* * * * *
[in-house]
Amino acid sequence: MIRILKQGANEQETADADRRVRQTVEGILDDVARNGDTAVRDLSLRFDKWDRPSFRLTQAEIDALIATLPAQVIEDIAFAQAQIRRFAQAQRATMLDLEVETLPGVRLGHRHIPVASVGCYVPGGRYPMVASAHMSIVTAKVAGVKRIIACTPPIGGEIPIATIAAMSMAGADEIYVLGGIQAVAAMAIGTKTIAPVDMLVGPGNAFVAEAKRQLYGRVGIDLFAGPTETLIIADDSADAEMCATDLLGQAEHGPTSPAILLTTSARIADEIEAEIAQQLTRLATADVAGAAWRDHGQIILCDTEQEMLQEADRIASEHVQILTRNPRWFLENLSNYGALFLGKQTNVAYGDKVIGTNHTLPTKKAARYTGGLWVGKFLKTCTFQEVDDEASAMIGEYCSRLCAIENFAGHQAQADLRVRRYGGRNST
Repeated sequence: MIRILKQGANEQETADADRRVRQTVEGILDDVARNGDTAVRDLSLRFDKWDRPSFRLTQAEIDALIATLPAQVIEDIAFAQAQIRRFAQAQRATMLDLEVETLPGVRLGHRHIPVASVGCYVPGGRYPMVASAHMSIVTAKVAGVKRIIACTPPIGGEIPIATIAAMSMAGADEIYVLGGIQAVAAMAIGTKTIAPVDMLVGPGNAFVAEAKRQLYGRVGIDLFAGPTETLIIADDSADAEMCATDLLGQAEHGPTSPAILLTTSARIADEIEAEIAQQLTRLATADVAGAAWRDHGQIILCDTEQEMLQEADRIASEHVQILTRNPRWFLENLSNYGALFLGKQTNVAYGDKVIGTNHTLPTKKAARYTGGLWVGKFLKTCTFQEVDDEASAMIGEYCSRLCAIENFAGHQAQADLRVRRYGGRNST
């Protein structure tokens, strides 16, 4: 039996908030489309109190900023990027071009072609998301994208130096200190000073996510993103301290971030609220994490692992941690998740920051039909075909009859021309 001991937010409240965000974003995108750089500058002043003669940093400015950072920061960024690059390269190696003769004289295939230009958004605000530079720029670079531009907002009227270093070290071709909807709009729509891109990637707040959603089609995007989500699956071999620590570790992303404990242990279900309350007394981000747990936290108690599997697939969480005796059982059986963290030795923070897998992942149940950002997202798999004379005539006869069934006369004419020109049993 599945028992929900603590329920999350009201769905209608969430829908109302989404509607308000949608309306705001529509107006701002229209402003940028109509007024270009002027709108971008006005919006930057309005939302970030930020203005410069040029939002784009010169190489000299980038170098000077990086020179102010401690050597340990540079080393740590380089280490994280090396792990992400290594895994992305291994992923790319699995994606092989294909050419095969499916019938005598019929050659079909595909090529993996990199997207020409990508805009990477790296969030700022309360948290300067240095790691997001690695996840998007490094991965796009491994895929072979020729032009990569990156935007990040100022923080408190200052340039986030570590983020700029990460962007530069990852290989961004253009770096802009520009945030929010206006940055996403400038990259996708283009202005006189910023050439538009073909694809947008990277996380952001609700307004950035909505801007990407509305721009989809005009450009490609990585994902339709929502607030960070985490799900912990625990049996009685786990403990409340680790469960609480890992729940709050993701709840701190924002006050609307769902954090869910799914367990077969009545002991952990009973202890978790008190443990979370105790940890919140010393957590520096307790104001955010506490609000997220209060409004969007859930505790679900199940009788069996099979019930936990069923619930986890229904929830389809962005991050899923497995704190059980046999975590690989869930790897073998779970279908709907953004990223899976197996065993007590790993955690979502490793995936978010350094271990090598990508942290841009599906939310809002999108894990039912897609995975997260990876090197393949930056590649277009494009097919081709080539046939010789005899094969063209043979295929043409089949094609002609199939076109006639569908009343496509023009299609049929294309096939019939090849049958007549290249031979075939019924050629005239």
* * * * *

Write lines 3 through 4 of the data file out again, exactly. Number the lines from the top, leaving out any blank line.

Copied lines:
Repeated sequence: MIRILKQGANEQETADADRRVRQTVEGILDDVARNGDTAVRDLSLRFDKWDRPSFRLTQAEIDALIATLPAQVIEDIAFAQAQIRRFAQAQRATMLDLEVETLPGVRLGHRHIPVASVGCYVPGGRYPMVASAHMSIVTAKVAGVKRIIACTPPIGGEIPIATIAAMSMAGADEIYVLGGIQAVAAMAIGTKTIAPVDMLVGPGNAFVAEAKRQLYGRVGIDLFAGPTETLIIADDSADAEMCATDLLGQAEHGPTSPAILLTTSARIADEIEAEIAQQLTRLATADVAGAAWRDHGQIILCDTEQEMLQEADRIASEHVQILTRNPRWFLENLSNYGALFLGKQTNVAYGDKVIGTNHTLPTKKAARYTGGLWVGKFLKTCTFQEVDDEASAMIGEYCSRLCAIENFAGHQAQADLRVRRYGGRNST
């Protein structure tokens, strides 16, 4: 039996908030489309109190900023990027071009072609998301994208130096200190000073996510993103301290971030609220994490692992941690998740920051039909075909009859021309 001991937010409240965000974003995108750089500058002043003669940093400015950072920061960024690059390269190696003769004289295939230009958004605000530079720029670079531009907002009227270093070290071709909807709009729509891109990637707040959603089609995007989500699956071999620590570790992303404990242990279900309350007394981000747990936290108690599997697939969480005796059982059986963290030795923070897998992942149940950002997202798999004379005539006869069934006369004419020109049993 599945028992929900603590329920999350009201769905209608969430829908109302989404509607308000949608309306705001529509107006701002229209402003940028109509007024270009002027709108971008006005919006930057309005939302970030930020203005410069040029939002784009010169190489000299980038170098000077990086020179102010401690050597340990540079080393740590380089280490994280090396792990992400290594895994992305291994992923790319699995994606092989294909050419095969499916019938005598019929050659079909595909090529993996990199997207020409990508805009990477790296969030700022309360948290300067240095790691997001690695996840998007490094991965796009491994895929072979020729032009990569990156935007990040100022923080408190200052340039986030570590983020700029990460962007530069990852290989961004253009770096802009520009945030929010206006940055996403400038990259996708283009202005006189910023050439538009073909694809947008990277996380952001609700307004950035909505801007990407509305721009989809005009450009490609990585994902339709929502607030960070985490799900912990625990049996009685786990403990409340680790469960609480890992729940709050993701709840701190924002006050609307769902954090869910799914367990077969009545002991952990009973202890978790008190443990979370105790940890919140010393957590520096307790104001955010506490609000997220209060409004969007859930505790679900199940009788069996099979019930936990069923619930986890229904929830389809962005991050899923497995704190059980046999975590690989869930790897073998779970279908709907953004990223899976197996065993007590790993955690979502490793995936978010350094271990090598990508942290841009599906939310809002999108894990039912897609995975997260990876090197393949930056590649277009494009097919081709080539046939010789005899094969063209043979295929043409089949094609002609199939076109006639569908009343496509023009299609049929294309096939019939090849049958007549290249031979075939019924050629005239």